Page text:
5 Points Book Review: Zoe’s Tale

Ender Wiggin meets Veronica Mars

Ender Wiggin meets Veronica Mars

1. One-Sentence Sentence: Zoe’s Tale is as engaging a sci-fi story as you’re likely to find, rife with interstellar intrigue, teen angst, and xeno-sociology, and related by one of the most thoroughly engaging narrators I’ve read in quite some time.

2. Op-Ed: Yes, in my initial impressions, I hinted that Zoe herself came across as a little…um, well, let’s just say if she’d gone to college with my group of friends, she would’ve earned the nickname “Small Doses Zoe”. But hey, the girl grows on you, big time. She’s a complete character, fully realized and alive in a genre and setting where this sort of thing is rare enough to be surprising. My hat’s off to Mr. Scalzi, as he’s set the bar extremely high when it comes to mouthy 15-year-old girls. (Just like the protagonist in my WIP/debut novel. Sigh.)

3. Thumbs Up: Where to begin? I think a big part of what I loved about this book is that I was new to the universe. The inter-stellar and inter-racial politics all felt fresh and involving–both to Zoe herself and to me as a reader–and the situations came off as believable and multi-faceted. This is important, as the non-humans weren’t simply presented as faceless bogey-men, and in the case of the Obin, were actually characterized better than most of the human characters. As I mentioned, I adored Zoe, Hickory, and Dickory, and I thought her parents came off well, though I imagine Scalzi did most of their character building in the previous three books. To a lesser degree, I liked Enzo and his role in the story, but Zoe actually being in love didn’t quite come across.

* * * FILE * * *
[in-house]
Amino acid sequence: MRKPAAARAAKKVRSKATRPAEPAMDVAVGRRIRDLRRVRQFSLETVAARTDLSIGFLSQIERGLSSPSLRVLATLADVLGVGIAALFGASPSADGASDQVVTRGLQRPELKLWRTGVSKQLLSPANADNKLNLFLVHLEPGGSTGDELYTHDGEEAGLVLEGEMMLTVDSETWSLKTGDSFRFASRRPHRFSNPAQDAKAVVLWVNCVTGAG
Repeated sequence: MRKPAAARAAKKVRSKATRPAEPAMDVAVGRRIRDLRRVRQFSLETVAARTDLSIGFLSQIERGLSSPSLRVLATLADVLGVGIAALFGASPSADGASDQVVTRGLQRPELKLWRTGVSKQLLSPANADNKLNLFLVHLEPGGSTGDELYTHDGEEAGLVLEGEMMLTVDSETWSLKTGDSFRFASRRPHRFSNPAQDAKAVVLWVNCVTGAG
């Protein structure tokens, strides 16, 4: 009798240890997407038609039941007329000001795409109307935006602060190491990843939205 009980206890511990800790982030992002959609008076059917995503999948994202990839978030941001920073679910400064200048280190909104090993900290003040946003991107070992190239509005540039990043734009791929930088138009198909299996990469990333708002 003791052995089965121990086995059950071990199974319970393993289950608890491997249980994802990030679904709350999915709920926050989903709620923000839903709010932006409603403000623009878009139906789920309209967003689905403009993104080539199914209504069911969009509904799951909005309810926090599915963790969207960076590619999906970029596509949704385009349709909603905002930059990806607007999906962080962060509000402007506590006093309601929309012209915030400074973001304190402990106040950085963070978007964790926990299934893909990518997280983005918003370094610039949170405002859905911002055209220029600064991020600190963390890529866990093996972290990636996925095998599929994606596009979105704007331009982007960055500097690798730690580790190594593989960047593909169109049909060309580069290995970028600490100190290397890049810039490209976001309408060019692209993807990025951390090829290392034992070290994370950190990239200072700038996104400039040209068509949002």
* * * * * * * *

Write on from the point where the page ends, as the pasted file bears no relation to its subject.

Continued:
The plot was good and science-fiction-y without feeling forced. The pacing was great and it was actually a joy to find such a realized world in such a short book. But again, that probably has something to do with the fact that it was established and fleshed out previously. This feels very convincing from Zoe’s point of view, as she’s being pushed into a world without having the opportunity to read the wikipedia page, so to speak. Lastly, the dialogue (and Zoe’s internal monologue) practically crackles off the page. It’s sharp, funny, smart, wise, touching, and insightful–often at the same time.

4. Thumbs Down: A lot of the other characters were on the weak side. In particular, Zoe’s BFF Gretchen seemed to have little to offer as she was virtually a carbon copy of Zoe herself. I won’t lie, I enjoyed their bantering relationship, but there wasn’t much else to her. Similarly, General Gau, the nominal antagonist was underutilized and underexplored (Why did he wipe out that colony on the video? What was the goal of the Conclave anyway?) Perhaps these are questions for the next few books in the OMW universe.

5. Recommendation: If, like me, you haven’t read any of Scalzi’s other books (Old Man’s War, The Ghost Brigades, The Last Colony) I cannot recommend this book enough. It’s a breath of fresh air in a genre (military sci-fi) that’s been stifling for too long. Similarly, if you know any YA readers, hook them up with a copy. I can pretty much guarantee that they’ll enjoy it, even if they roll their eyes at the very mention of “science fiction”. Actually, it could work just as well for anti-sci-fi eye-rollers of any age, Zoe’s Tale is that captivating.

However, if you’ve read the others, and in particular if you’ve read The Last Colony, I really don’t know what to tell you. You already know the characters and the setting. Odds are, if you enjoyed them, you’ll enjoy this. If not, the change of focus may still float your boat. It couldn’t hurt to try, right? -4 Stars-

5 Points Review Scale

1 Star: I would never burn a book, but this really tempted me